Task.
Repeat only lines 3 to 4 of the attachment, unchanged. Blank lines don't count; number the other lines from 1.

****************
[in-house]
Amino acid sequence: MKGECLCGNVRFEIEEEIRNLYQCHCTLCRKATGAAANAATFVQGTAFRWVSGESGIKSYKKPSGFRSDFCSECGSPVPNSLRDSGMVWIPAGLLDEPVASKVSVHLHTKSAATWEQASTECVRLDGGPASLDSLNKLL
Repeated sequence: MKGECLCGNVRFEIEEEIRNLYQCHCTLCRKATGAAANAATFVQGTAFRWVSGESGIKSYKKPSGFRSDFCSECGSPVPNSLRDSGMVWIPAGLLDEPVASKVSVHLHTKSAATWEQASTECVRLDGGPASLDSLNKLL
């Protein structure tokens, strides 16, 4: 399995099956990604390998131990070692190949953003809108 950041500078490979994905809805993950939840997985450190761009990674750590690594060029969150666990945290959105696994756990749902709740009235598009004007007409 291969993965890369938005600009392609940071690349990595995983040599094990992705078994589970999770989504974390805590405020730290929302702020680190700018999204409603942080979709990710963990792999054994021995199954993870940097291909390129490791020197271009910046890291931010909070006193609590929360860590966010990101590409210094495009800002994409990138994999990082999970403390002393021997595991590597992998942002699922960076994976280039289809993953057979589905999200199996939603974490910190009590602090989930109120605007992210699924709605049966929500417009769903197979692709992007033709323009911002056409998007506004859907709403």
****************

Repeated sequence: MKGECLCGNVRFEIEEEIRNLYQCHCTLCRKATGAAANAATFVQGTAFRWVSGESGIKSYKKPSGFRSDFCSECGSPVPNSLRDSGMVWIPAGLLDEPVASKVSVHLHTKSAATWEQASTECVRLDGGPASLDSLNKLL
């Protein structure tokens, strides 16, 4: 399995099956990604390998131990070692190949953003809108 950041500078490979994905809805993950939840997985450190761009990674750590690594060029969150666990945290959105696994756990749902709740009235598009004007007409 291969993965890369938005600009392609940071690349990595995983040599094990992705078994589970999770989504974390805590405020730290929302702020680190700018999204409603942080979709990710963990792999054994021995199954993870940097291909390129490791020197271009910046890291931010909070006193609590929360860590966010990101590409210094495009800002994409990138994999990082999970403390002393021997595991590597992998942002699922960076994976280039289809993953057979589905999200199996939603974490910190009590602090989930109120605007992210699924709605049966929500417009769903197979692709992007033709323009911002056409998007506004859907709403």